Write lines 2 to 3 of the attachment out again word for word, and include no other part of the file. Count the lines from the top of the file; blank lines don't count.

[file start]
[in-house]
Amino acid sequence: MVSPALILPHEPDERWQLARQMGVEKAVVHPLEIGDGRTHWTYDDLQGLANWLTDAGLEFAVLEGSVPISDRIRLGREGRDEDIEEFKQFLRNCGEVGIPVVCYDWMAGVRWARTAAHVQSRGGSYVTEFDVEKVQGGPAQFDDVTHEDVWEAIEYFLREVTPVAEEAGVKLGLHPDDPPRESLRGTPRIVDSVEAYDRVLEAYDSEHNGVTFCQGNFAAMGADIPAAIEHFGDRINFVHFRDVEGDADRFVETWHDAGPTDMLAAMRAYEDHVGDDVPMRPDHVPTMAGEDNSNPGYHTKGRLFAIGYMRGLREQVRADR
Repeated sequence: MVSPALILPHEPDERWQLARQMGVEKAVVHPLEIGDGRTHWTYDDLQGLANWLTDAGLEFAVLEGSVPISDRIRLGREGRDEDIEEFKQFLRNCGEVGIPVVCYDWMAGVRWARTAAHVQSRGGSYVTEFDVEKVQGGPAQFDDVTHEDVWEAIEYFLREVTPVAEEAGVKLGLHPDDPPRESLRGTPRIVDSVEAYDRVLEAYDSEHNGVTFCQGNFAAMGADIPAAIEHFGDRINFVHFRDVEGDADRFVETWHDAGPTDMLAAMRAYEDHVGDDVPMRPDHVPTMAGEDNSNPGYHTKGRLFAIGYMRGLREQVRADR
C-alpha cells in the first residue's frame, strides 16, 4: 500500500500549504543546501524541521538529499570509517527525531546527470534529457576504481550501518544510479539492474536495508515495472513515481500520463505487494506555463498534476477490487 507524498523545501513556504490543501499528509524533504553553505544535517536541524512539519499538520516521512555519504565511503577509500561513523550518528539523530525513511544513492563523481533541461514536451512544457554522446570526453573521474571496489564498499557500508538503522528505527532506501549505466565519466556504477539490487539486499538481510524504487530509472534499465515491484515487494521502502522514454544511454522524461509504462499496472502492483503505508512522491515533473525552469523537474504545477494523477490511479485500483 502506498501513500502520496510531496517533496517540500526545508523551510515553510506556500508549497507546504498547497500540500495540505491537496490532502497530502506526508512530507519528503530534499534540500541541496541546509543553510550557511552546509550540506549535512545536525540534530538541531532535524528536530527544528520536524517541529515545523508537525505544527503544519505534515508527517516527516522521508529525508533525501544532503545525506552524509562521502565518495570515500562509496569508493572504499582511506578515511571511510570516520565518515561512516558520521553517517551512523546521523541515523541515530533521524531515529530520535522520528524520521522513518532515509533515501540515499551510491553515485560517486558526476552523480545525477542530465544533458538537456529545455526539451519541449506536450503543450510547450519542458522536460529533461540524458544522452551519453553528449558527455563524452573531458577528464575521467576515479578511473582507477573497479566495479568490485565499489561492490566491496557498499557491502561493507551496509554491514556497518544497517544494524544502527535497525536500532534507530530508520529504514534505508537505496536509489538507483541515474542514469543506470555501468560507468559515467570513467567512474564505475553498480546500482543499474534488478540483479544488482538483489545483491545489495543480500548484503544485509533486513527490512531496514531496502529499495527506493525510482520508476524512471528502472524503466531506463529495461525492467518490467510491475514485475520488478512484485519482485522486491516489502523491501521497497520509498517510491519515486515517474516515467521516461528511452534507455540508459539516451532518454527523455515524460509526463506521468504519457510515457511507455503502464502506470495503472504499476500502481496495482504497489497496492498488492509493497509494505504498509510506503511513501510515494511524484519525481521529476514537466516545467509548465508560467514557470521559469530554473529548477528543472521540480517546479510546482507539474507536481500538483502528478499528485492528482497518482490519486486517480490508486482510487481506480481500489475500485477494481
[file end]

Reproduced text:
Amino acid sequence: MVSPALILPHEPDERWQLARQMGVEKAVVHPLEIGDGRTHWTYDDLQGLANWLTDAGLEFAVLEGSVPISDRIRLGREGRDEDIEEFKQFLRNCGEVGIPVVCYDWMAGVRWARTAAHVQSRGGSYVTEFDVEKVQGGPAQFDDVTHEDVWEAIEYFLREVTPVAEEAGVKLGLHPDDPPRESLRGTPRIVDSVEAYDRVLEAYDSEHNGVTFCQGNFAAMGADIPAAIEHFGDRINFVHFRDVEGDADRFVETWHDAGPTDMLAAMRAYEDHVGDDVPMRPDHVPTMAGEDNSNPGYHTKGRLFAIGYMRGLREQVRADR
Repeated sequence: MVSPALILPHEPDERWQLARQMGVEKAVVHPLEIGDGRTHWTYDDLQGLANWLTDAGLEFAVLEGSVPISDRIRLGREGRDEDIEEFKQFLRNCGEVGIPVVCYDWMAGVRWARTAAHVQSRGGSYVTEFDVEKVQGGPAQFDDVTHEDVWEAIEYFLREVTPVAEEAGVKLGLHPDDPPRESLRGTPRIVDSVEAYDRVLEAYDSEHNGVTFCQGNFAAMGADIPAAIEHFGDRINFVHFRDVEGDADRFVETWHDAGPTDMLAAMRAYEDHVGDDVPMRPDHVPTMAGEDNSNPGYHTKGRLFAIGYMRGLREQVRADR